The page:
Friday, July 20, 2007

Friday Videos

via: Cynical C [http://www.cynical-c.com/]

The 1,500 plus CPDRC inmates of the Cebu Provincial Detention and Rehabilitation Center, Cebu, Philippines, are fulfilling my lifedream: dancing Michael Jackson's routine "Thriller"!

(My other lifedream is doing "Beat it!" - I'm still working on it.)

One of my favorite videos, if not THE favorite: Days go By, by Dirty Vegas:

Wednesday, July 18, 2007

The new Harry Potter

If you can't or don't want to buy the last installment of the Harry Potter saga, the whole book is available online.

Go to: http://www.techcrunch.com/2007/07/17/the-latest-harry-potter-book-hits-bittorrent/

I already ordered my copy, but I must confess, I still haven't finished the previous one (Harry Potter and The Order of The Phoenix), and they already made it into a film.

Ballerin et Ballerine chinois

via Semantica. Merci Lulu!

Faut toujours qu'ils fassent mieux que les autres, ces Chinois. Grrr!!

Tuesday, July 17, 2007

"Bill O'Reilly is incensed that some unidentified someone [..] at Daily Kos once referred to the Pope as a 'primate'. Now if that droll commenter meant to cast aspersions on the Bishop of Rome by comparing him to our simian president, I can understand the offense. But it's worth pointing out that even such a disrespectful remark would be technically correct. Human beings, just like gibbons, lemurs, and George W. Bush, are technically 'primates'. And the Sovereign of the State of the Vatican City is a human being, is he not?

But it is also possible that the Daily Kos commenter was merely referring to the Pope by another one of his titles.
pri·mate -noun 1. Ecclesiastical. an archbishop or bishop ranking first among the bishops of a province or country.
Either way, the Pope is a primate, both going and coming. What the Pope is not, is a monkey. "

Exactly! After all, do you see me complaining because my tenant downstairs, B-girl Lynx, is a thespian? And a professional one, too! Anyway, I wanted to warn my son about her, but I caught him masticating in his room! I'm telling ya!!! What's a parent to do? (sigh) ...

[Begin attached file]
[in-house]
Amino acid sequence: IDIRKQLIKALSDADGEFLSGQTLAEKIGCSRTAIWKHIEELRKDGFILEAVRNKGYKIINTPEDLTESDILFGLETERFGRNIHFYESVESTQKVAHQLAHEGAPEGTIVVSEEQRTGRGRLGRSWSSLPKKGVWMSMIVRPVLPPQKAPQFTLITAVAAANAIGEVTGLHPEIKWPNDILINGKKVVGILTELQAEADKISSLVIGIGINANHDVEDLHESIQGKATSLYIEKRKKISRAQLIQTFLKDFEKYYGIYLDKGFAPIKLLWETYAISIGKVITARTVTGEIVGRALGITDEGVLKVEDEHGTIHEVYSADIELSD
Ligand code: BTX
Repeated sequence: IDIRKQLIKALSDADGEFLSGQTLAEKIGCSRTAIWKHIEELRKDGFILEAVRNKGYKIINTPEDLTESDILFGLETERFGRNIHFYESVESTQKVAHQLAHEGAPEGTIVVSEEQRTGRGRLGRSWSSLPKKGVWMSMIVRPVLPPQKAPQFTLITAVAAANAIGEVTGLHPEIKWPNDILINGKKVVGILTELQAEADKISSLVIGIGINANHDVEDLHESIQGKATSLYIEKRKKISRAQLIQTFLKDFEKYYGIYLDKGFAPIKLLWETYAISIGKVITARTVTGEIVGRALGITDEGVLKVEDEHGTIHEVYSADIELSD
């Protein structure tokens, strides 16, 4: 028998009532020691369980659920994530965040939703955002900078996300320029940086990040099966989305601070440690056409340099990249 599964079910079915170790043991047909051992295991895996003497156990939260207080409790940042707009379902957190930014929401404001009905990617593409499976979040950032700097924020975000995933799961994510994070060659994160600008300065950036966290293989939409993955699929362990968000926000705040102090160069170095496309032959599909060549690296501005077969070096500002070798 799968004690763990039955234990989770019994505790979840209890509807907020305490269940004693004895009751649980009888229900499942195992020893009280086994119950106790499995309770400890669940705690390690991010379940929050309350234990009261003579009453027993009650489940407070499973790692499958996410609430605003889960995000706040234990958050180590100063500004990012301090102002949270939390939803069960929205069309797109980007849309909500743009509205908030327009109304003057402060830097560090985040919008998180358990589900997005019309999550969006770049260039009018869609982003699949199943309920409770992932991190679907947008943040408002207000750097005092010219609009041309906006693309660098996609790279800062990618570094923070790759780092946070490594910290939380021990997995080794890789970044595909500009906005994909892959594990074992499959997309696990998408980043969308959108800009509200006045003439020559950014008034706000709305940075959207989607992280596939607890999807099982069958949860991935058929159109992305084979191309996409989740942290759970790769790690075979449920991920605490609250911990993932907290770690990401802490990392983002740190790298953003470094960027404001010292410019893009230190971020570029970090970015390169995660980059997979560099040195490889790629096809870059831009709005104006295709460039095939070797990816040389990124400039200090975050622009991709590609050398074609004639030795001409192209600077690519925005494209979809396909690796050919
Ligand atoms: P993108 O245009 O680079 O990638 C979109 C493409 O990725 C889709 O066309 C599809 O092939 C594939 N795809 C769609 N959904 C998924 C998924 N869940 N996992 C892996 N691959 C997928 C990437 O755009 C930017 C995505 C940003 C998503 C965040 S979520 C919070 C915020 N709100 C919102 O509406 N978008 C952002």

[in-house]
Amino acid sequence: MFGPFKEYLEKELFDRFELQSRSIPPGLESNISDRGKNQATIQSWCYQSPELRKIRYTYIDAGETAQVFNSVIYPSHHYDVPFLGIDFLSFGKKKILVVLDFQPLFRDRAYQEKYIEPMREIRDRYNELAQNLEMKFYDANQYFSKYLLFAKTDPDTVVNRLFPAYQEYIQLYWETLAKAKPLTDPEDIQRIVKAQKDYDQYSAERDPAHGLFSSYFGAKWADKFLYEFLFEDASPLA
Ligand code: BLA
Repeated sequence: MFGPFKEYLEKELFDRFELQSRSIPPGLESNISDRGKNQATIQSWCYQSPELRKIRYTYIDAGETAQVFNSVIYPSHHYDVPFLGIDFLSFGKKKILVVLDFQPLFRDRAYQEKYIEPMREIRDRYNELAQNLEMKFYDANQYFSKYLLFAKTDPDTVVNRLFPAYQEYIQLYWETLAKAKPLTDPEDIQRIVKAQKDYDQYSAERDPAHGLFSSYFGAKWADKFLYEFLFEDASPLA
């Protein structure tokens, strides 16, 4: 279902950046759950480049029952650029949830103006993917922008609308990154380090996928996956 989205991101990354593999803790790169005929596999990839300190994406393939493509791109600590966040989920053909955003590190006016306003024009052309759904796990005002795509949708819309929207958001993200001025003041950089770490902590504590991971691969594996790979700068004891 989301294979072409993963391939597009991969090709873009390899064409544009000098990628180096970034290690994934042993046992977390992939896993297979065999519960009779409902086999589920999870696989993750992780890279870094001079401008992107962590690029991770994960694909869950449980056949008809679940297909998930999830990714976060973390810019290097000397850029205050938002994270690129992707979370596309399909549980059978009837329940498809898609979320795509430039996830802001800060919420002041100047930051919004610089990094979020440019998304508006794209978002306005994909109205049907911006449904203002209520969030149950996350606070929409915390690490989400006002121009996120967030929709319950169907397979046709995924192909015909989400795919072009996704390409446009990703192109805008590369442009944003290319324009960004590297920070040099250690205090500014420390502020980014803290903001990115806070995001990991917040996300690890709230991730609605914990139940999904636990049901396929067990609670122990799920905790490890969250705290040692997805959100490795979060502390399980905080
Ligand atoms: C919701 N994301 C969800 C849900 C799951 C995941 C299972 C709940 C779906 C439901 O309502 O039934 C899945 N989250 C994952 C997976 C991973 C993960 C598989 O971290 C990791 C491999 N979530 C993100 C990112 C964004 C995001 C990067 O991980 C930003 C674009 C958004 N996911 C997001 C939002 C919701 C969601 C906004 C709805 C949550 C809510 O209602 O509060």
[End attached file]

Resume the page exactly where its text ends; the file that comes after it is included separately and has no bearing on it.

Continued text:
Monday, July 16, 2007


From: Media Matters- Altercations by Eric Alterman [ http://mediamatters.org/altercation/]

Many will recall that on July 8, 1947, witnesses claimed that an unidentified object with five aliens aboard crashed onto a sheep and cattle ranch just outside Roswell, New Mexico. This is a well-known incident that many say has long been covered up by the U.S. Air Force and the federal government.

However, what you may NOT know is that in the month of March 1948, exactly nine months later, George W. Bush, Dick Cheney, Donald Rumsfeld, Bill O'Reilly, Rush Limbaugh, Condoleezza Rice, and Dan Quayle were all born.

Otakuthon 2007

The Otakuthon 2007 (August 4th & 5th) will feature many events, of which the most important is the Sukoshi Yoshi Band.

Sukoshi Yoshi performs with the stated goal of bringing the love of Japanese music to Montreal. Formed in October 2005, and the band did house parties at first but have since performed at various events, including Otakuthon 2006. They've changed members over the years, and today the band consists of two vocalists, Meiko and Khoa; a guitarist, Thany; a bassist, Thana; and a drummer, Nebu. Sukoshi Yoshi is proud to be performing at Otakuthon 2007, playing several anime hits and classics.

What? You want more details about the Okatuthon 2007? Go here: http://www.otakuthon.com/en/location.html

Monday, July 09, 2007

Giving to Beggars

Stephen Chow demonstrates the "Sleeping Kung Fu" in King of Beggars

The other day, I was reading Asparagus' postings about beggars [http://www.nebupookins.net/] and it reminded me of something similar happening to me.

Normally I don't give to beggars, especially if they have a dog with them, but I don't try to look away or avoid eye contact when I walk past them either. Last week-end, I was shopping at Kim Phat, a popular Oriental grocery store, when I noticed a Caucasian woman motioning me to approach her. She was disheveled and stoned looking, and even though it was very hot and humid, she was wearing a dark full-length cowboy duster , which I assumed - maybe unfairly - she was using to hide the stuff she has been shoplifting. I approached her and she said: «I'm looking for frozen cuttlefish.»